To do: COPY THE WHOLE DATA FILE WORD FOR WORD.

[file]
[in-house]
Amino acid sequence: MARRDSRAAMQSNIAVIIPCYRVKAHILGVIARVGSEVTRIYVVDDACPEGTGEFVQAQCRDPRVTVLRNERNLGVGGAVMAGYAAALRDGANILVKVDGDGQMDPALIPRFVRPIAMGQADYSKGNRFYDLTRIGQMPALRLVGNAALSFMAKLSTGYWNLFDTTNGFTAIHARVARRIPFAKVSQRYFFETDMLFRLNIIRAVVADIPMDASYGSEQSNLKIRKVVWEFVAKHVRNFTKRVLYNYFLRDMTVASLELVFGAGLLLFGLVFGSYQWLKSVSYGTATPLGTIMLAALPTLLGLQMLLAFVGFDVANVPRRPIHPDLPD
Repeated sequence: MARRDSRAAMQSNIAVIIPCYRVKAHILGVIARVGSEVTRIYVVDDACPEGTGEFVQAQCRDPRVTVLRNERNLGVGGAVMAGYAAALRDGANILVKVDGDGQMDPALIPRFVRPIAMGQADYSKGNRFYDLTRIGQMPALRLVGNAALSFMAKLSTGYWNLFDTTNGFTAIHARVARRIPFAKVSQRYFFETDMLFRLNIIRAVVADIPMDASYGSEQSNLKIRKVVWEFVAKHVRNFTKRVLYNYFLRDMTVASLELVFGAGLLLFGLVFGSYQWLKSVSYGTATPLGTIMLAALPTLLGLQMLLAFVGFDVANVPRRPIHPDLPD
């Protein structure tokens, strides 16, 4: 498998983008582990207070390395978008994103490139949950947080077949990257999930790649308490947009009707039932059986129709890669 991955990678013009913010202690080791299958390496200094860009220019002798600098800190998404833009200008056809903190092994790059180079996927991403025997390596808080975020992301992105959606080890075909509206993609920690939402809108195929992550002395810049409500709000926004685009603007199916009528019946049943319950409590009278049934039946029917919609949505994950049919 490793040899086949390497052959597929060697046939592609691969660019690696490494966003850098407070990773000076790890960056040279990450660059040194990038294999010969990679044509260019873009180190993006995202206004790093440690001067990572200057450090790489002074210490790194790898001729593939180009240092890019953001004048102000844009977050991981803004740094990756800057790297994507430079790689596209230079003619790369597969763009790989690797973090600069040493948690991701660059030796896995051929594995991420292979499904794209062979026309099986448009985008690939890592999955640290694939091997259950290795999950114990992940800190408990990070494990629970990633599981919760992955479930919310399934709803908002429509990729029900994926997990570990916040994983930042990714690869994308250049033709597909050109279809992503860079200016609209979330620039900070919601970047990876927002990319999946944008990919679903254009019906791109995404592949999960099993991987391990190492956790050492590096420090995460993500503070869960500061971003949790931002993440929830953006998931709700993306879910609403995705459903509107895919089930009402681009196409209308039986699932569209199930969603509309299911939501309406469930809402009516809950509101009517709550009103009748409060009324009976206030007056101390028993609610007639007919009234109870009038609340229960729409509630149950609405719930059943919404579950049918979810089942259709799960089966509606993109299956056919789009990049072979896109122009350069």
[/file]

[in-house]
Amino acid sequence: MARRDSRAAMQSNIAVIIPCYRVKAHILGVIARVGSEVTRIYVVDDACPEGTGEFVQAQCRDPRVTVLRNERNLGVGGAVMAGYAAALRDGANILVKVDGDGQMDPALIPRFVRPIAMGQADYSKGNRFYDLTRIGQMPALRLVGNAALSFMAKLSTGYWNLFDTTNGFTAIHARVARRIPFAKVSQRYFFETDMLFRLNIIRAVVADIPMDASYGSEQSNLKIRKVVWEFVAKHVRNFTKRVLYNYFLRDMTVASLELVFGAGLLLFGLVFGSYQWLKSVSYGTATPLGTIMLAALPTLLGLQMLLAFVGFDVANVPRRPIHPDLPD
Repeated sequence: MARRDSRAAMQSNIAVIIPCYRVKAHILGVIARVGSEVTRIYVVDDACPEGTGEFVQAQCRDPRVTVLRNERNLGVGGAVMAGYAAALRDGANILVKVDGDGQMDPALIPRFVRPIAMGQADYSKGNRFYDLTRIGQMPALRLVGNAALSFMAKLSTGYWNLFDTTNGFTAIHARVARRIPFAKVSQRYFFETDMLFRLNIIRAVVADIPMDASYGSEQSNLKIRKVVWEFVAKHVRNFTKRVLYNYFLRDMTVASLELVFGAGLLLFGLVFGSYQWLKSVSYGTATPLGTIMLAALPTLLGLQMLLAFVGFDVANVPRRPIHPDLPD
């Protein structure tokens, strides 16, 4: 498998983008582990207070390395978008994103490139949950947080077949990257999930790649308490947009009707039932059986129709890669 991955990678013009913010202690080791299958390496200094860009220019002798600098800190998404833009200008056809903190092994790059180079996927991403025997390596808080975020992301992105959606080890075909509206993609920690939402809108195929992550002395810049409500709000926004685009603007199916009528019946049943319950409590009278049934039946029917919609949505994950049919 490793040899086949390497052959597929060697046939592609691969660019690696490494966003850098407070990773000076790890960056040279990450660059040194990038294999010969990679044509260019873009180190993006995202206004790093440690001067990572200057450090790489002074210490790194790898001729593939180009240092890019953001004048102000844009977050991981803004740094990756800057790297994507430079790689596209230079003619790369597969763009790989690797973090600069040493948690991701660059030796896995051929594995991420292979499904794209062979026309099986448009985008690939890592999955640290694939091997259950290795999950114990992940800190408990990070494990629970990633599981919760992955479930919310399934709803908002429509990729029900994926997990570990916040994983930042990714690869994308250049033709597909050109279809992503860079200016609209979330620039900070919601970047990876927002990319999946944008990919679903254009019906791109995404592949999960099993991987391990190492956790050492590096420090995460993500503070869960500061971003949790931002993440929830953006998931709700993306879910609403995705459903509107895919089930009402681009196409209308039986699932569209199930969603509309299911939501309406469930809402009516809950509101009517709550009103009748409060009324009976206030007056101390028993609610007639007919009234109870009038609340229960729409509630149950609405719930059943919404579950049918979810089942259709799960089966509606993109299956056919789009990049072979896109122009350069």